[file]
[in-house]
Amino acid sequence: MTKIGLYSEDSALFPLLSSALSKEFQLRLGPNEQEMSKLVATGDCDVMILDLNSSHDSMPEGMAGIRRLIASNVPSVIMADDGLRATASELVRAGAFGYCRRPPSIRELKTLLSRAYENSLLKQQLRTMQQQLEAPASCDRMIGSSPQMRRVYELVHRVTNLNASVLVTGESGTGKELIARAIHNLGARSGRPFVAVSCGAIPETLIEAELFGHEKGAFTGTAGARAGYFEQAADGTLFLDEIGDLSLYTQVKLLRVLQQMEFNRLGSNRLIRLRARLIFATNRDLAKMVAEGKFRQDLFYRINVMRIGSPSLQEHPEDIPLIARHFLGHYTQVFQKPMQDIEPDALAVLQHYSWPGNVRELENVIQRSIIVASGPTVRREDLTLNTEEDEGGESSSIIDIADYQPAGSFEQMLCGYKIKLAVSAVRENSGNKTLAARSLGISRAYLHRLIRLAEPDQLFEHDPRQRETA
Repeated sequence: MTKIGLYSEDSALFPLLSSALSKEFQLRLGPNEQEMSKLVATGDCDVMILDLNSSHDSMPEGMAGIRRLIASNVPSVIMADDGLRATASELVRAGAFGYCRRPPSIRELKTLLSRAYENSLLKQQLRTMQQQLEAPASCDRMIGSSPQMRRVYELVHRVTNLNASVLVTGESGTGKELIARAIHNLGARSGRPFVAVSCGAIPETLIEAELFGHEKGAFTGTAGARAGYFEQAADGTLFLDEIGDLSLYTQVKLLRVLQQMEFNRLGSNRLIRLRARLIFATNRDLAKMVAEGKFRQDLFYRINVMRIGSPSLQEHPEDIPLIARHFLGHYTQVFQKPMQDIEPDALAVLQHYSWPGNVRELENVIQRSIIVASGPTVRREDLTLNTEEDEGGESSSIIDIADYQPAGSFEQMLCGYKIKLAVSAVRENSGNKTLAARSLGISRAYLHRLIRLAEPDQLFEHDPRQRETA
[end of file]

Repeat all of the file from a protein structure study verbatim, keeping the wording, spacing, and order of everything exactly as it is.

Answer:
[in-house]
Amino acid sequence: MTKIGLYSEDSALFPLLSSALSKEFQLRLGPNEQEMSKLVATGDCDVMILDLNSSHDSMPEGMAGIRRLIASNVPSVIMADDGLRATASELVRAGAFGYCRRPPSIRELKTLLSRAYENSLLKQQLRTMQQQLEAPASCDRMIGSSPQMRRVYELVHRVTNLNASVLVTGESGTGKELIARAIHNLGARSGRPFVAVSCGAIPETLIEAELFGHEKGAFTGTAGARAGYFEQAADGTLFLDEIGDLSLYTQVKLLRVLQQMEFNRLGSNRLIRLRARLIFATNRDLAKMVAEGKFRQDLFYRINVMRIGSPSLQEHPEDIPLIARHFLGHYTQVFQKPMQDIEPDALAVLQHYSWPGNVRELENVIQRSIIVASGPTVRREDLTLNTEEDEGGESSSIIDIADYQPAGSFEQMLCGYKIKLAVSAVRENSGNKTLAARSLGISRAYLHRLIRLAEPDQLFEHDPRQRETA
Repeated sequence: MTKIGLYSEDSALFPLLSSALSKEFQLRLGPNEQEMSKLVATGDCDVMILDLNSSHDSMPEGMAGIRRLIASNVPSVIMADDGLRATASELVRAGAFGYCRRPPSIRELKTLLSRAYENSLLKQQLRTMQQQLEAPASCDRMIGSSPQMRRVYELVHRVTNLNASVLVTGESGTGKELIARAIHNLGARSGRPFVAVSCGAIPETLIEAELFGHEKGAFTGTAGARAGYFEQAADGTLFLDEIGDLSLYTQVKLLRVLQQMEFNRLGSNRLIRLRARLIFATNRDLAKMVAEGKFRQDLFYRINVMRIGSPSLQEHPEDIPLIARHFLGHYTQVFQKPMQDIEPDALAVLQHYSWPGNVRELENVIQRSIIVASGPTVRREDLTLNTEEDEGGESSSIIDIADYQPAGSFEQMLCGYKIKLAVSAVRENSGNKTLAARSLGISRAYLHRLIRLAEPDQLFEHDPRQRETA